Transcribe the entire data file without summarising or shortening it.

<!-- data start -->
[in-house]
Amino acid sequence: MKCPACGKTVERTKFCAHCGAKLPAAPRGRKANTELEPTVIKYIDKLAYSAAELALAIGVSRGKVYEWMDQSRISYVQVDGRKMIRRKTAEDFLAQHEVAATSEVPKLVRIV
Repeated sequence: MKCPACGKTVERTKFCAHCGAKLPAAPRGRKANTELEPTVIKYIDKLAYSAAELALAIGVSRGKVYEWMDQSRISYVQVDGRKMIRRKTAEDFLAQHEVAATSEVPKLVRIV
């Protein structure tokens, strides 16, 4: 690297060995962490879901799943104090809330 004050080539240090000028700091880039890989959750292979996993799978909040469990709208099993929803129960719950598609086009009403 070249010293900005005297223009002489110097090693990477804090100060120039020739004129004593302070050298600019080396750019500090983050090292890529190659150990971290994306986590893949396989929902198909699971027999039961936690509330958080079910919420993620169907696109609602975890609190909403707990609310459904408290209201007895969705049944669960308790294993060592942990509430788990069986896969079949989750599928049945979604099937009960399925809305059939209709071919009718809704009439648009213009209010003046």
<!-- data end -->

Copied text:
[in-house]
Amino acid sequence: MKCPACGKTVERTKFCAHCGAKLPAAPRGRKANTELEPTVIKYIDKLAYSAAELALAIGVSRGKVYEWMDQSRISYVQVDGRKMIRRKTAEDFLAQHEVAATSEVPKLVRIV
Repeated sequence: MKCPACGKTVERTKFCAHCGAKLPAAPRGRKANTELEPTVIKYIDKLAYSAAELALAIGVSRGKVYEWMDQSRISYVQVDGRKMIRRKTAEDFLAQHEVAATSEVPKLVRIV
């Protein structure tokens, strides 16, 4: 690297060995962490879901799943104090809330 004050080539240090000028700091880039890989959750292979996993799978909040469990709208099993929803129960719950598609086009009403 070249010293900005005297223009002489110097090693990477804090100060120039020739004129004593302070050298600019080396750019500090983050090292890529190659150990971290994306986590893949396989929902198909699971027999039961936690509330958080079910919420993620169907696109609602975890609190909403707990609310459904408290209201007895969705049944669960308790294993060592942990509430788990069986896969079949989750599928049945979604099937009960399925809305059939209709071919009718809704009439648009213009209010003046």